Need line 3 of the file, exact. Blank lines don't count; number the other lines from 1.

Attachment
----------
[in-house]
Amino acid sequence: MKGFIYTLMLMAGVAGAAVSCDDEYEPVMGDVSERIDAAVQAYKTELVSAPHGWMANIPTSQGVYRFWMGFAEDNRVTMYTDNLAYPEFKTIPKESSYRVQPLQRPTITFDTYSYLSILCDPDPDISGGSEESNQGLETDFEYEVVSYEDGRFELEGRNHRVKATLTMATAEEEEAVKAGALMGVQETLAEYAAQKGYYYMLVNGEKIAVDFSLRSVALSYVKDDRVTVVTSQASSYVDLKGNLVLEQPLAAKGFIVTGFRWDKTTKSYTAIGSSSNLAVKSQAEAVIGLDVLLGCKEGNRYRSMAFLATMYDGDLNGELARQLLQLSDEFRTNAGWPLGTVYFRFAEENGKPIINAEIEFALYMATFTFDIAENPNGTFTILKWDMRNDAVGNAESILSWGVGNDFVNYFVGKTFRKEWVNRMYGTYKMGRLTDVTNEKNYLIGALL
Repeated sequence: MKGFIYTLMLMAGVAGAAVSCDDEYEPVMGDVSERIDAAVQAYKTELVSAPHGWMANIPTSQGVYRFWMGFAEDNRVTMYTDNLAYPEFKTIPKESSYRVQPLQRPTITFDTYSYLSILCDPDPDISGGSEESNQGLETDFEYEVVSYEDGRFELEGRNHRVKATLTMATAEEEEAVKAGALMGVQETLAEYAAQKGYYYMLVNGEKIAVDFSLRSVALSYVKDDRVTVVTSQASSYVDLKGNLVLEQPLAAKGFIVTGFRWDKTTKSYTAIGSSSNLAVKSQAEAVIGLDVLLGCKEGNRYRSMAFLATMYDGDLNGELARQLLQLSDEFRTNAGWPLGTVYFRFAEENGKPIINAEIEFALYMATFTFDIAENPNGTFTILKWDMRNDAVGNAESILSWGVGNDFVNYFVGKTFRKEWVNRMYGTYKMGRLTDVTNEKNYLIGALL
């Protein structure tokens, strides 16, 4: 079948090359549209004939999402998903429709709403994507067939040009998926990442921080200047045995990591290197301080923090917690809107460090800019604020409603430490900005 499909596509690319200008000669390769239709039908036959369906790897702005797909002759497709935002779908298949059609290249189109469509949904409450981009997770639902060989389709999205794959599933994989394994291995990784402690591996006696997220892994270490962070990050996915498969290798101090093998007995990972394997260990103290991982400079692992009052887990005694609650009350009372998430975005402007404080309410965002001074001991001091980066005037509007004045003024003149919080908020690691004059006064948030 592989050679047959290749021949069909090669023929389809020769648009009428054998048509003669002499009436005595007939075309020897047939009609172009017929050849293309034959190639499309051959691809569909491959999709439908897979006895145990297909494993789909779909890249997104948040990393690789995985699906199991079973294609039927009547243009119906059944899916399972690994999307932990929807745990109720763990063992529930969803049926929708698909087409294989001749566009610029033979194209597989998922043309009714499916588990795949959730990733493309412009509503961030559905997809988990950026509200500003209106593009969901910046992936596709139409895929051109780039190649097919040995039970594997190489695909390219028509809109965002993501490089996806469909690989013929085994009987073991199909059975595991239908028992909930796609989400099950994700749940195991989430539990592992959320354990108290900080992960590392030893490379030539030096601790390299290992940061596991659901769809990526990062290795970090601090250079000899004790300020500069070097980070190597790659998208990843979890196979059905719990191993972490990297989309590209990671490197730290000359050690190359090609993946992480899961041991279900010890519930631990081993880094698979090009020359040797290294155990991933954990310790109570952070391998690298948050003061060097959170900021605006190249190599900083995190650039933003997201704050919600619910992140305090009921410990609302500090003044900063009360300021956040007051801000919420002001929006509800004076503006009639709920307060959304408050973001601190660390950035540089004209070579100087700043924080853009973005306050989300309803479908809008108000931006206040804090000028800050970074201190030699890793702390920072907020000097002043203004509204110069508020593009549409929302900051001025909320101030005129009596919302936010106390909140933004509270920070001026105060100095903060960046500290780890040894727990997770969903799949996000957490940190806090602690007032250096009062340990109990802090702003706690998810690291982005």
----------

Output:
Repeated sequence: MKGFIYTLMLMAGVAGAAVSCDDEYEPVMGDVSERIDAAVQAYKTELVSAPHGWMANIPTSQGVYRFWMGFAEDNRVTMYTDNLAYPEFKTIPKESSYRVQPLQRPTITFDTYSYLSILCDPDPDISGGSEESNQGLETDFEYEVVSYEDGRFELEGRNHRVKATLTMATAEEEEAVKAGALMGVQETLAEYAAQKGYYYMLVNGEKIAVDFSLRSVALSYVKDDRVTVVTSQASSYVDLKGNLVLEQPLAAKGFIVTGFRWDKTTKSYTAIGSSSNLAVKSQAEAVIGLDVLLGCKEGNRYRSMAFLATMYDGDLNGELARQLLQLSDEFRTNAGWPLGTVYFRFAEENGKPIINAEIEFALYMATFTFDIAENPNGTFTILKWDMRNDAVGNAESILSWGVGNDFVNYFVGKTFRKEWVNRMYGTYKMGRLTDVTNEKNYLIGALL